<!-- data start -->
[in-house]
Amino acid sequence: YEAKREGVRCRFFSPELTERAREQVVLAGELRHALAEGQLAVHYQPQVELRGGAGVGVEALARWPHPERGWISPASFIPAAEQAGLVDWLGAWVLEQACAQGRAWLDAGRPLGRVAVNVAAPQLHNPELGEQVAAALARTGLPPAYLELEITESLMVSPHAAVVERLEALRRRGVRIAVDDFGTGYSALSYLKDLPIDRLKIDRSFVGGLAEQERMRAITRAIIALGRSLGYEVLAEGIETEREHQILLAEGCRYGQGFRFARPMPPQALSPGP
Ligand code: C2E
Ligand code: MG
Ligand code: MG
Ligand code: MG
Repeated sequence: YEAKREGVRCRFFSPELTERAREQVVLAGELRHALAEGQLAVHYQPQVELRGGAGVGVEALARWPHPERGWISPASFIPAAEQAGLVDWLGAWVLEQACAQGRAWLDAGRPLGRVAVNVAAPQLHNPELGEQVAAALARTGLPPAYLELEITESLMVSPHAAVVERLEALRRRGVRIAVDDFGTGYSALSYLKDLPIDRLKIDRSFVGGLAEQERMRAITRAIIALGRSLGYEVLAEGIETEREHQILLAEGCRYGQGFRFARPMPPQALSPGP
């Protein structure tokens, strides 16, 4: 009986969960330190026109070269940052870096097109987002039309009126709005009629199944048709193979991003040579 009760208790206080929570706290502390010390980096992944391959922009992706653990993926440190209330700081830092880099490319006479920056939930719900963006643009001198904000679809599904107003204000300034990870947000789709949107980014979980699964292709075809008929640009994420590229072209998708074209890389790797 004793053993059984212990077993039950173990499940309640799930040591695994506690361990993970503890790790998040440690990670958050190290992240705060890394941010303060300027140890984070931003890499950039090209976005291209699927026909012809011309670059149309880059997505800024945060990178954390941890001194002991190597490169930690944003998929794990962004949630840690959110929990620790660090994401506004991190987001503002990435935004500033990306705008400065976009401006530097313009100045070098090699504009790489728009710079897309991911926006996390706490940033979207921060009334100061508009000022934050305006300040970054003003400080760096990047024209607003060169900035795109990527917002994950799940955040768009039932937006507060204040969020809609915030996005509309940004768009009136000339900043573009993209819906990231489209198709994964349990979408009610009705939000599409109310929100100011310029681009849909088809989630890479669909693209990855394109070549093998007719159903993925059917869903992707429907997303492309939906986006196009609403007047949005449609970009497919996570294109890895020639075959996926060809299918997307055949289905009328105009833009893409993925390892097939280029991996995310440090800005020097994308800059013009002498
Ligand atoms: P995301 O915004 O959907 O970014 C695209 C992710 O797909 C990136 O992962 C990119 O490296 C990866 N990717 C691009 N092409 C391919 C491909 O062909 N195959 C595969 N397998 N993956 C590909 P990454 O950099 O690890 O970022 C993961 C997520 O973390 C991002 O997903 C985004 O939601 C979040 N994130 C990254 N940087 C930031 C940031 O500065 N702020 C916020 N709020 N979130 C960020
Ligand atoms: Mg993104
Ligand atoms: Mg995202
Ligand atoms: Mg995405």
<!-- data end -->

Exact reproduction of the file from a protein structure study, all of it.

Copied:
[in-house]
Amino acid sequence: YEAKREGVRCRFFSPELTERAREQVVLAGELRHALAEGQLAVHYQPQVELRGGAGVGVEALARWPHPERGWISPASFIPAAEQAGLVDWLGAWVLEQACAQGRAWLDAGRPLGRVAVNVAAPQLHNPELGEQVAAALARTGLPPAYLELEITESLMVSPHAAVVERLEALRRRGVRIAVDDFGTGYSALSYLKDLPIDRLKIDRSFVGGLAEQERMRAITRAIIALGRSLGYEVLAEGIETEREHQILLAEGCRYGQGFRFARPMPPQALSPGP
Ligand code: C2E
Ligand code: MG
Ligand code: MG
Ligand code: MG
Repeated sequence: YEAKREGVRCRFFSPELTERAREQVVLAGELRHALAEGQLAVHYQPQVELRGGAGVGVEALARWPHPERGWISPASFIPAAEQAGLVDWLGAWVLEQACAQGRAWLDAGRPLGRVAVNVAAPQLHNPELGEQVAAALARTGLPPAYLELEITESLMVSPHAAVVERLEALRRRGVRIAVDDFGTGYSALSYLKDLPIDRLKIDRSFVGGLAEQERMRAITRAIIALGRSLGYEVLAEGIETEREHQILLAEGCRYGQGFRFARPMPPQALSPGP
């Protein structure tokens, strides 16, 4: 009986969960330190026109070269940052870096097109987002039309009126709005009629199944048709193979991003040579 009760208790206080929570706290502390010390980096992944391959922009992706653990993926440190209330700081830092880099490319006479920056939930719900963006643009001198904000679809599904107003204000300034990870947000789709949107980014979980699964292709075809008929640009994420590229072209998708074209890389790797 004793053993059984212990077993039950173990499940309640799930040591695994506690361990993970503890790790998040440690990670958050190290992240705060890394941010303060300027140890984070931003890499950039090209976005291209699927026909012809011309670059149309880059997505800024945060990178954390941890001194002991190597490169930690944003998929794990962004949630840690959110929990620790660090994401506004991190987001503002990435935004500033990306705008400065976009401006530097313009100045070098090699504009790489728009710079897309991911926006996390706490940033979207921060009334100061508009000022934050305006300040970054003003400080760096990047024209607003060169900035795109990527917002994950799940955040768009039932937006507060204040969020809609915030996005509309940004768009009136000339900043573009993209819906990231489209198709994964349990979408009610009705939000599409109310929100100011310029681009849909088809989630890479669909693209990855394109070549093998007719159903993925059917869903992707429907997303492309939906986006196009609403007047949005449609970009497919996570294109890895020639075959996926060809299918997307055949289905009328105009833009893409993925390892097939280029991996995310440090800005020097994308800059013009002498
Ligand atoms: P995301 O915004 O959907 O970014 C695209 C992710 O797909 C990136 O992962 C990119 O490296 C990866 N990717 C691009 N092409 C391919 C491909 O062909 N195959 C595969 N397998 N993956 C590909 P990454 O950099 O690890 O970022 C993961 C997520 O973390 C991002 O997903 C985004 O939601 C979040 N994130 C990254 N940087 C930031 C940031 O500065 N702020 C916020 N709020 N979130 C960020
Ligand atoms: Mg993104
Ligand atoms: Mg995202
Ligand atoms: Mg995405």